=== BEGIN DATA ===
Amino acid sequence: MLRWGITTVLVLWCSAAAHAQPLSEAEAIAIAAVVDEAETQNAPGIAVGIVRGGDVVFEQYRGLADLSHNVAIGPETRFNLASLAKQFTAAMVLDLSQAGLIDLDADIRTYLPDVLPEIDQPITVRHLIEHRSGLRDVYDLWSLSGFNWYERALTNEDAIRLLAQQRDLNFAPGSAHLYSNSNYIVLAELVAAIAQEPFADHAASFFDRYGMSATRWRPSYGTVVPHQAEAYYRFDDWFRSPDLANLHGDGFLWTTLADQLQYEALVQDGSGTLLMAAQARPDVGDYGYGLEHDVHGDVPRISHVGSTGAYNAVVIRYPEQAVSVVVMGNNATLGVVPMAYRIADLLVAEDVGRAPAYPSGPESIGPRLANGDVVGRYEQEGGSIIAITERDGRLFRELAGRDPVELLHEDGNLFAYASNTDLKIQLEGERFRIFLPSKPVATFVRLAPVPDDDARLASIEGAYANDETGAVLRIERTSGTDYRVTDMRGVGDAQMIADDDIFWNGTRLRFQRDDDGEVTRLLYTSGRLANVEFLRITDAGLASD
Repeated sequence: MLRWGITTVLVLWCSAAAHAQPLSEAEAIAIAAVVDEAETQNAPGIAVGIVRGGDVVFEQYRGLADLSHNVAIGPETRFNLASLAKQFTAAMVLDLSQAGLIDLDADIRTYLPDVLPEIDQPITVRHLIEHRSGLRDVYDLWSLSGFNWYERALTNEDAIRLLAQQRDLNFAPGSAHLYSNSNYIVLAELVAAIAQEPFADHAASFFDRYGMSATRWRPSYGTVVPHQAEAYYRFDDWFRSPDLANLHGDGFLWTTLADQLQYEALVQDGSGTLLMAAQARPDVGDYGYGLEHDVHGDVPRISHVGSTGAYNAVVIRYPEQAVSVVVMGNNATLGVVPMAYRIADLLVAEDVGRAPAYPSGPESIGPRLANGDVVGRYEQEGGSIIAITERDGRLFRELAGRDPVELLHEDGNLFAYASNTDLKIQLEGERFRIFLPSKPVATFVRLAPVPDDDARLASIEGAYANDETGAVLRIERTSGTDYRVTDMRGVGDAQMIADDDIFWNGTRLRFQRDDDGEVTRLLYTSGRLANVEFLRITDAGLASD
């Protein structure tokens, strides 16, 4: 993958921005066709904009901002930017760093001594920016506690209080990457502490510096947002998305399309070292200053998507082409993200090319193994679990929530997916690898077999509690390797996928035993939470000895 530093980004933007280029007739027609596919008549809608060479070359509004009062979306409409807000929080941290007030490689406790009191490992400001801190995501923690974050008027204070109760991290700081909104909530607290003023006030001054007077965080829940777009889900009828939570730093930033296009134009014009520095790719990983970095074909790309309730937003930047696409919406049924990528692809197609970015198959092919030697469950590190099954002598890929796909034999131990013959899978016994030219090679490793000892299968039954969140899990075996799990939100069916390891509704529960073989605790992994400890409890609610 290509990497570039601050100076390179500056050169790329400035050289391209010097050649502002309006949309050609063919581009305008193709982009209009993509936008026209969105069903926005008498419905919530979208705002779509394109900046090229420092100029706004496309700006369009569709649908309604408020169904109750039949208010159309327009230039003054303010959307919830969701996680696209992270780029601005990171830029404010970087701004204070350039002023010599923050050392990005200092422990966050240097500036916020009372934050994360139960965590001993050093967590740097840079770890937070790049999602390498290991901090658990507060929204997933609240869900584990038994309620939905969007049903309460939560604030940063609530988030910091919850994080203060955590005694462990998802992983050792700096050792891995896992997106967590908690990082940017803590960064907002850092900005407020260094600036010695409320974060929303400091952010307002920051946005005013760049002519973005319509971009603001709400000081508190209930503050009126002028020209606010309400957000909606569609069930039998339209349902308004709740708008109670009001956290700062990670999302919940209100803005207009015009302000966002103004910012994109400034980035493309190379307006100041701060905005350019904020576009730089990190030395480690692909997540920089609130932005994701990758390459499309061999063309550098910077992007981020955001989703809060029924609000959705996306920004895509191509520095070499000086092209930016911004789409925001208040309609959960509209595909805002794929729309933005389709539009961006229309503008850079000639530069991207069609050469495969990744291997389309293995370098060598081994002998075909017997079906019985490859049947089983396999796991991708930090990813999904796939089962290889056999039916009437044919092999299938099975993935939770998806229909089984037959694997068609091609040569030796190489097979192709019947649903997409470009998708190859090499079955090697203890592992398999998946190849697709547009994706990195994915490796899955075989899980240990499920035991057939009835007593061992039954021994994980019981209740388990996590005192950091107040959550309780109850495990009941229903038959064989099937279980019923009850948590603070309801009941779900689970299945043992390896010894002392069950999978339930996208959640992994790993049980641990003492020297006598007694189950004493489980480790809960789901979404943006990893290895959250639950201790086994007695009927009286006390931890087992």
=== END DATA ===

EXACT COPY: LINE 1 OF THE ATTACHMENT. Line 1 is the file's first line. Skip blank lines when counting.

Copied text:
Amino acid sequence: MLRWGITTVLVLWCSAAAHAQPLSEAEAIAIAAVVDEAETQNAPGIAVGIVRGGDVVFEQYRGLADLSHNVAIGPETRFNLASLAKQFTAAMVLDLSQAGLIDLDADIRTYLPDVLPEIDQPITVRHLIEHRSGLRDVYDLWSLSGFNWYERALTNEDAIRLLAQQRDLNFAPGSAHLYSNSNYIVLAELVAAIAQEPFADHAASFFDRYGMSATRWRPSYGTVVPHQAEAYYRFDDWFRSPDLANLHGDGFLWTTLADQLQYEALVQDGSGTLLMAAQARPDVGDYGYGLEHDVHGDVPRISHVGSTGAYNAVVIRYPEQAVSVVVMGNNATLGVVPMAYRIADLLVAEDVGRAPAYPSGPESIGPRLANGDVVGRYEQEGGSIIAITERDGRLFRELAGRDPVELLHEDGNLFAYASNTDLKIQLEGERFRIFLPSKPVATFVRLAPVPDDDARLASIEGAYANDETGAVLRIERTSGTDYRVTDMRGVGDAQMIADDDIFWNGTRLRFQRDDDGEVTRLLYTSGRLANVEFLRITDAGLASD